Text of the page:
In the supposedly enlightened ’60s and ’70s, violence against women was widespread. It wasn’t talked about, and women had few, if any, options to escape their abusers. Yet in 1973 — with no statistics, no money and little public support — five disparate groups of Canadian women quietly opened Canada’s first battered women’s shelters. Today, there are well over 600.
In Runaway Wives and Rogue Feminists, journalist Margo Goodhand tracks down the “rogue feminists” whose work forged an underground railway for women and children, weaving their stories into an unforgettable — and until now untold — history.
As they lobbied for funding, scrounged for furniture and fended off outraged husbands, these women marked a defining moment in Canadian history, triggering monumental changes in government, schools, courts and law enforcement. But was it enough to stop the cycle of violence? Forty years later, these pioneers describe how and why Canada has lost its ground in the battle for women’s rights.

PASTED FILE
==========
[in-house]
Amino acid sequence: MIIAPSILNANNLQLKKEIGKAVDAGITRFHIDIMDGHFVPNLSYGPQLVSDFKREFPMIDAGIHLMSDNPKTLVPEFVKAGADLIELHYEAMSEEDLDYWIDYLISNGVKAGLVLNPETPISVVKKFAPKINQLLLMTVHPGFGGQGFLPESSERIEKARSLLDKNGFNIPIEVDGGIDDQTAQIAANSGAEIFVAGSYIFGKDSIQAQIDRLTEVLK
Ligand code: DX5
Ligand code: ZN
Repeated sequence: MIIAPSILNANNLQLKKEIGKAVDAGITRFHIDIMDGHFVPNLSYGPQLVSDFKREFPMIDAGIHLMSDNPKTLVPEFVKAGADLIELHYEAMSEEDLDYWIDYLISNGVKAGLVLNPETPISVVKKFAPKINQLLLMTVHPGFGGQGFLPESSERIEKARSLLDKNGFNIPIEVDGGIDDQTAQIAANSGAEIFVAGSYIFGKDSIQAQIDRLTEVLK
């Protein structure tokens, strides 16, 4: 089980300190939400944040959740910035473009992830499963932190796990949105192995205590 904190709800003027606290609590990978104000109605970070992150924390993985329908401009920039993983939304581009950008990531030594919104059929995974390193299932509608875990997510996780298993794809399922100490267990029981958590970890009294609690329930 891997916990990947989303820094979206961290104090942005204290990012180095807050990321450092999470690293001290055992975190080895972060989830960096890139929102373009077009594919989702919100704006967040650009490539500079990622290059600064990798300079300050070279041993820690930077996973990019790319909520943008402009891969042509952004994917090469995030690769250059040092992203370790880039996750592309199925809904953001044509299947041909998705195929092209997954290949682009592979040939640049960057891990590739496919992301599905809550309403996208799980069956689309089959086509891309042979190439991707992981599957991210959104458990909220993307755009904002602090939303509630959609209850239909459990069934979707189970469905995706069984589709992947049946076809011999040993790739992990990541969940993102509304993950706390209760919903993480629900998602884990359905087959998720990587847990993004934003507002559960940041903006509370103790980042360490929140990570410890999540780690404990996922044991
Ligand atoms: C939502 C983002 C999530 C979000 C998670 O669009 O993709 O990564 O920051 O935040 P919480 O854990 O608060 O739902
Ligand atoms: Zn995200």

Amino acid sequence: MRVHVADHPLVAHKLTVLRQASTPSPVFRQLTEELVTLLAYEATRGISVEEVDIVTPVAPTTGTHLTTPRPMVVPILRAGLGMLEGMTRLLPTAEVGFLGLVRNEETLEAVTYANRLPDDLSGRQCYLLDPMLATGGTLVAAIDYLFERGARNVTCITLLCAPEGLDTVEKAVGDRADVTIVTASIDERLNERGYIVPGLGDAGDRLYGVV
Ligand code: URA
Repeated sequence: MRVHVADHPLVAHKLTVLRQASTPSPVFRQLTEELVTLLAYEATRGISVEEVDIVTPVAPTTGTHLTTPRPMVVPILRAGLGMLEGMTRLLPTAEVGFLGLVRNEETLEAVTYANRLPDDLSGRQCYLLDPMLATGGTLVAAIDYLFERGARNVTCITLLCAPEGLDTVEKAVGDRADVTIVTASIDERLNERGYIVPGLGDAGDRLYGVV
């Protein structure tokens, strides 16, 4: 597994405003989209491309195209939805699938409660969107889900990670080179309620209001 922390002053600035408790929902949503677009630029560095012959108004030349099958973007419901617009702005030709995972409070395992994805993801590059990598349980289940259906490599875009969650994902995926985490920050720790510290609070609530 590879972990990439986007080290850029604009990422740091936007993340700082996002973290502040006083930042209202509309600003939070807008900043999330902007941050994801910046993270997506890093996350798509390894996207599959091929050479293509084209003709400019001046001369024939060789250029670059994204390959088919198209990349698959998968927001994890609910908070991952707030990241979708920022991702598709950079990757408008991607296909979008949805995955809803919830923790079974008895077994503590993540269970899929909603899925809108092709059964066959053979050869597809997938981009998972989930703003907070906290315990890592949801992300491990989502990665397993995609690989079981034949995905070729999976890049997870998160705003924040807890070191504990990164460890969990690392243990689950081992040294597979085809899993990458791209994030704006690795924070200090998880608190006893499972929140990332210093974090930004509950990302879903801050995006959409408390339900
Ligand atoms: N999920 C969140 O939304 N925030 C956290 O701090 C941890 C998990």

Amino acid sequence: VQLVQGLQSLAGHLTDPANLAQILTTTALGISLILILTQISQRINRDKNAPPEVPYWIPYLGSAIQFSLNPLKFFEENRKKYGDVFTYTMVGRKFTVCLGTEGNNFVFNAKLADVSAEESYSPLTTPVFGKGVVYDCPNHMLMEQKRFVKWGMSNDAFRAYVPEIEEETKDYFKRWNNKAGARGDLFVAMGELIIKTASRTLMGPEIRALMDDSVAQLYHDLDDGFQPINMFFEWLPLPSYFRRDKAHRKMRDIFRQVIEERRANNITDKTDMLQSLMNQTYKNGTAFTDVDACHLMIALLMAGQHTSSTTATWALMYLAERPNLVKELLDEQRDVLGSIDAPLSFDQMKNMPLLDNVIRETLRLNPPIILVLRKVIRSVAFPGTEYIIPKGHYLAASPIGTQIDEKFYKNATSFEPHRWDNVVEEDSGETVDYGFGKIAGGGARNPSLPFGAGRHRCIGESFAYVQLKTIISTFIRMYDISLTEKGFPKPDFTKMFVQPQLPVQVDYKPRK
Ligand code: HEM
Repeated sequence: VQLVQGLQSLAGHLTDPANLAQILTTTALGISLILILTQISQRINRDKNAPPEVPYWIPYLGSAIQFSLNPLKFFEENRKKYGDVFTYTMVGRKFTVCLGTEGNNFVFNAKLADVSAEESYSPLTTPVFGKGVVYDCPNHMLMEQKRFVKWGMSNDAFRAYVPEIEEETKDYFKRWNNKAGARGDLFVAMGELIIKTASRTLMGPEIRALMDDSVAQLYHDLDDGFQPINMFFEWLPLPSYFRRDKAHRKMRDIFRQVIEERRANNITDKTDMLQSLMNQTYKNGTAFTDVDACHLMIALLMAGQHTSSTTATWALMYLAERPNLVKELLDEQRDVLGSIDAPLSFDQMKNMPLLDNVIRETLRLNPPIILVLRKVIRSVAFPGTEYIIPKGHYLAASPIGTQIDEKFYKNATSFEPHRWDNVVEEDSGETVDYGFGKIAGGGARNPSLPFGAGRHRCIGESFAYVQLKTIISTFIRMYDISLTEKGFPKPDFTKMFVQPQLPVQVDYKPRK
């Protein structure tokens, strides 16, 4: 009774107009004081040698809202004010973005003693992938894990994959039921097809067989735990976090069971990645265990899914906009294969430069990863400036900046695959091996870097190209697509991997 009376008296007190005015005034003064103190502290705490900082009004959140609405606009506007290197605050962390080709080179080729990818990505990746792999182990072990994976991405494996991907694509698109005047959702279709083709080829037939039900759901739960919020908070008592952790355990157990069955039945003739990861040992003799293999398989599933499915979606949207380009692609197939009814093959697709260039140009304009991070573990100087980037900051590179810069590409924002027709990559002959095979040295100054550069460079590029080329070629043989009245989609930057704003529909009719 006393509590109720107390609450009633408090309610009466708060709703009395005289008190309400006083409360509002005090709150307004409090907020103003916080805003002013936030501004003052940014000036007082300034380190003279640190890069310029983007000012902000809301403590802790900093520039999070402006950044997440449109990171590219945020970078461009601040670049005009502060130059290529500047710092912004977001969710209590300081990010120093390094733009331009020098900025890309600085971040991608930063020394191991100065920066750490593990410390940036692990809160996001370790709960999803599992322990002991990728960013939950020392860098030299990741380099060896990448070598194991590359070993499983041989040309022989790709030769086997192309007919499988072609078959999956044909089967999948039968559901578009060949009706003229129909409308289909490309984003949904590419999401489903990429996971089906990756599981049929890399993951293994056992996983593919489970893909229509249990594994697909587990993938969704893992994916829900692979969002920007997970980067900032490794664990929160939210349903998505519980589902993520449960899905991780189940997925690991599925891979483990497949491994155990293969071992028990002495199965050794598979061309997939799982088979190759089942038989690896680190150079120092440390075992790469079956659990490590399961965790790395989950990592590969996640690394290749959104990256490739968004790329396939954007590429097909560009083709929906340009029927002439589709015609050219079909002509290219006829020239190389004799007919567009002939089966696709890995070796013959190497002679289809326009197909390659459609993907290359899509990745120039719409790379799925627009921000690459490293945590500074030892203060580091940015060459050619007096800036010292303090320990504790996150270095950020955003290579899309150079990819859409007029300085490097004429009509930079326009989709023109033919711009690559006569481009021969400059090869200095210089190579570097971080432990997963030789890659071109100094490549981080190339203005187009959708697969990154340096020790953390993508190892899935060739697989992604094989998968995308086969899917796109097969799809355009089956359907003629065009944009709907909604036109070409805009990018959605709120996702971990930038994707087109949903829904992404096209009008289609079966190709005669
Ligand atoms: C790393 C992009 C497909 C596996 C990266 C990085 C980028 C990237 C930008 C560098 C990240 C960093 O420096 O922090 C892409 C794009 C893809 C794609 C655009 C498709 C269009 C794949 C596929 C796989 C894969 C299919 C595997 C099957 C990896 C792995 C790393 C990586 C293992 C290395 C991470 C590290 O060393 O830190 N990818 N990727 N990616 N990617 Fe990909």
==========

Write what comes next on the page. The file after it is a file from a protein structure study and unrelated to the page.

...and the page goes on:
This is terrific fly-on-the-wall history: personal, immediate, juicy with anecdotes and real voices, telling the lively story of how young feminists defiantly invented women’s shelters in Canada back when violence was totally ignored or denied. And Goodhand brings us right up to date with feminism’s evolution in the confusing time of Trudeau and Trump.
— Michele Landsberg
Runaway Wives and Rogue Feminists gives voice to the tenacious and until now, unrecognized women who saved thousands of lives. Goodhand also gives insight and context to Canada’s often uncomfortable relationship with feminism and our attitudes toward violence against women. Runaway Wives and Rogue Feminists is a must read for feminists, academics and anyone interested in women’s contributions to Canadian history.”
— Jackie Foord, CEO, YWCA Edmonton
Runaway Wives and Rogue Feminists should be required reading for those who think feminists are limited to the obsolete “man-hating bra-burners” stereotype. Goodhand’s work clearly articulates that feminism at its core is a profound search for equality.
— Deborah Bowers, Winnipeg Free Press, Sept. 16, 2017 (full review)